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John Bolton’s Disappointment to Moroccans’ Hopes

Bolton, who held an official public meeting involving dozens of diplomats, particularly from Africa, unveiled President Donald Trump’s strategy for Africa.

The US official is uninformed about, or rather indifferent to, North African politics, except for what he reads in the reports of the secretary of the treasury, arms dealers, or oil and gas companies. The Western Sahara conflict matters to Moroccans. That is why we have to pay lobbyists, diplomats, and arms dealers.

First of all, there is a direct link between John Bolton and the Sahara: The United Nations Security Council experienced a decisive turning point a few days after his appointment as national security advisor in March.

The council decided in April to reduce MINURSO’s mandate from one year to six months. The fact that Trump chose Bolton for the job was significant, and reducing the mandate was not a tactical move.

Besides the US’s strong position against Morocco’s and France’s proposal to renew MINURSO’s mandate for a full year, we followed the speech of the US representative at the Security Council in late October, where he promised that the US would closely follow the progress of the issue.

The US will focus on Africa to counter Chinese and Russian influence, moving beyond the traditional influence of its European allies.

Like many European missionaries who paved the way for the colonization of Africa more than two centuries ago, Bolton promised Africans prosperity, development, and “liberation” from the corruption and domination that China and Russia are “spreading.”

We are practically looking at a new Marshall plan for Africa; the Europe plan has reached its full extent. Washington promises to end its absence from Africa and transform the continent into an open space in the liberal sense, ending political conflicts and imposing a minimum of democracy and freedoms—out of necessity, not virtue.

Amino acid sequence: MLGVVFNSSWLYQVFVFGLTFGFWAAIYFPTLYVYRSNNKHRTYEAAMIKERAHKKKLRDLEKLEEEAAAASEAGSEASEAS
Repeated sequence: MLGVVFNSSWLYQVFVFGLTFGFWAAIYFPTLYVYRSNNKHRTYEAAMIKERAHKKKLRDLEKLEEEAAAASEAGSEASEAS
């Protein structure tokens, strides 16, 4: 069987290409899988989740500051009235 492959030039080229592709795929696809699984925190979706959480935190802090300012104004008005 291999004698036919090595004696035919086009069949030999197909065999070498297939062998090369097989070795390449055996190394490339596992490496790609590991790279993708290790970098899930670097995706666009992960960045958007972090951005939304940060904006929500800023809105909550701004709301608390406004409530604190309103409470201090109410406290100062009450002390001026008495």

Does it mean we are in trouble?

Not quite. Despite the disadvantages that these changes can bring, Morocco’s long-established monarchy was smart. Morocco re-joined the African Union two years ago, taking back its place in the continent.

Morocco, despite all the disruptions and setbacks it has experienced in recent years, has resisted the wave of counter-revolutions in the Arab region. It kept prominent Islamists in their positions in the government and took a special stance on the Qatar Gulf crisis.

However, the situation is very serious. The US quick-fix approach in our region may not care much about our sovereign and historical rights. But there is a silver lining.

After years of setting the stage for new sources of growth and expansion for US companies in Africa, now South Africa, the Congo, Nigeria, Ethiopia, Tanzania, and ECOWAS countries are available platforms for the next Marshall plan.

The only exception is the Maghreb Arab Union (UMA). If international powers are forcing integration on the UMA, the union should not depend on foreign intervention to come together.

Morocco has a stable political system, and its people grew politically aware as it pushed for more freedom and moralization in recent years. This country is able to continue its regional and international rise, provided it breaks with statism, exclusion and monopoly in politics, the economy or the media.

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